VINTAGE MOTOBECANE MEN'S TOURING BIKE
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Old 06-17-15, 06:21 PM
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I'm selling this bike, what size are you? its a classic like the miyata 1000. Specialized Expedition. sz 56. I'm 5'9 and it fits nicely.

runs as is but could use some bar end shifters. lots of room for big tires, canti brakes, built to haul gear, the list goes on.
Here is the same model built into a rando bike,

this is what i was going to do before i found a different solution. In fact, if it doesn't sell i'll just continue to find the parts to build this into a rando machine eventually anyway.
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Old 06-17-15, 06:34 PM
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This thread will give you plenty of ideas:

https://www.bikeforums.net/classic-vi...ear-sport.html
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Old 06-17-15, 07:13 PM
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Super Le Tour? Super Sports and sometimes Le Tours came with rando handlebars but my Ss has only fender mounts. I wonder if a Sport Tourer is better.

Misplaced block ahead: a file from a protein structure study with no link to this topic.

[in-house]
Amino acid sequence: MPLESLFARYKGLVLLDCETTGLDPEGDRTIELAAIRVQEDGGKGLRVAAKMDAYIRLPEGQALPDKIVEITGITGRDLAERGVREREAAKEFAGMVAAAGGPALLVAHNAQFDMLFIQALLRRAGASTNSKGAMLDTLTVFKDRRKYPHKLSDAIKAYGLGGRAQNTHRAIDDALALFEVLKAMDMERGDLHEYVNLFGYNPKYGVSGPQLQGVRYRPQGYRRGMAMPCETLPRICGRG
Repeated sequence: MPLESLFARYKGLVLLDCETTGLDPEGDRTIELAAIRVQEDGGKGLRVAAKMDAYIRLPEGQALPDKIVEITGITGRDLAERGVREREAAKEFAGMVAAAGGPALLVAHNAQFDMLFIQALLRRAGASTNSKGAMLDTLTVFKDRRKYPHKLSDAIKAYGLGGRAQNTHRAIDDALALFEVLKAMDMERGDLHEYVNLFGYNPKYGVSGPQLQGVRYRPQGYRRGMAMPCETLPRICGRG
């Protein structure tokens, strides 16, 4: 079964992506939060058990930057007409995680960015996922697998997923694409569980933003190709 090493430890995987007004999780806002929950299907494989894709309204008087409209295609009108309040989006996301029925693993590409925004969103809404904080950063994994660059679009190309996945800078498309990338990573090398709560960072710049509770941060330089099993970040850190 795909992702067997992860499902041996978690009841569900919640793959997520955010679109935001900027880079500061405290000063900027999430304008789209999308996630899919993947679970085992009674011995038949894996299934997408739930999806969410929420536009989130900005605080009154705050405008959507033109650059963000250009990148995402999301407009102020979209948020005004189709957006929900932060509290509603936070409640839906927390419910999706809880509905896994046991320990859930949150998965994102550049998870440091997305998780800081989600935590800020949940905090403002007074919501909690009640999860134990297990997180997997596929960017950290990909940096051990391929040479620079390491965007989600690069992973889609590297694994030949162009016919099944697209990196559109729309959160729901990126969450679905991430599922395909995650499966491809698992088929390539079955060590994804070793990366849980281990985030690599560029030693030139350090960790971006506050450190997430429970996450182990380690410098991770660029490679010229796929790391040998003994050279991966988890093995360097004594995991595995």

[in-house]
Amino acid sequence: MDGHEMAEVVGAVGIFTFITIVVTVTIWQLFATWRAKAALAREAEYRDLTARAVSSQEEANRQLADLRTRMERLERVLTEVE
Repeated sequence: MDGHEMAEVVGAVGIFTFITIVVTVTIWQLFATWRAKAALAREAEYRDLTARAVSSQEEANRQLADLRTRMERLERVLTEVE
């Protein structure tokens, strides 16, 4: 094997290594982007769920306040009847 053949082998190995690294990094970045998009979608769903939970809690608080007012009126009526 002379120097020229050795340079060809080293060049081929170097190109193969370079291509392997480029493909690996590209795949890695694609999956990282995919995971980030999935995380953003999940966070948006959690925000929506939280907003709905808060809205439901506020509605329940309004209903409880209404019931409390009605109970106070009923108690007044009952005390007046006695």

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Old 06-18-15, 07:04 AM
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Every time I see that Expedition, I curse my short stature...

I can't believe that bike is still available.
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Old 06-18-15, 07:14 AM
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Originally Posted by nlerner View Post
This thread will give you plenty of ideas:

https://www.bikeforums.net/classic-vi...ear-sport.html
That's the thread I was thinking of that Jan started........

Really a great thread for sure.
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Old 06-18-15, 08:35 AM
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Originally Posted by The Golden Boy View Post
Every time I see that Expedition, I curse my short stature...

I can't believe that bike is still available.

And here I am cursing my tall stature for the same reason.
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Old 06-18-15, 08:56 AM
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Your original question is not easy to answer. A proper vintage Rando. bike is going to depend upon the riding conditions you tend to encounter plus your style of riding and preferences. The best way is to ride and learn....makes buying more than one bike justifiable.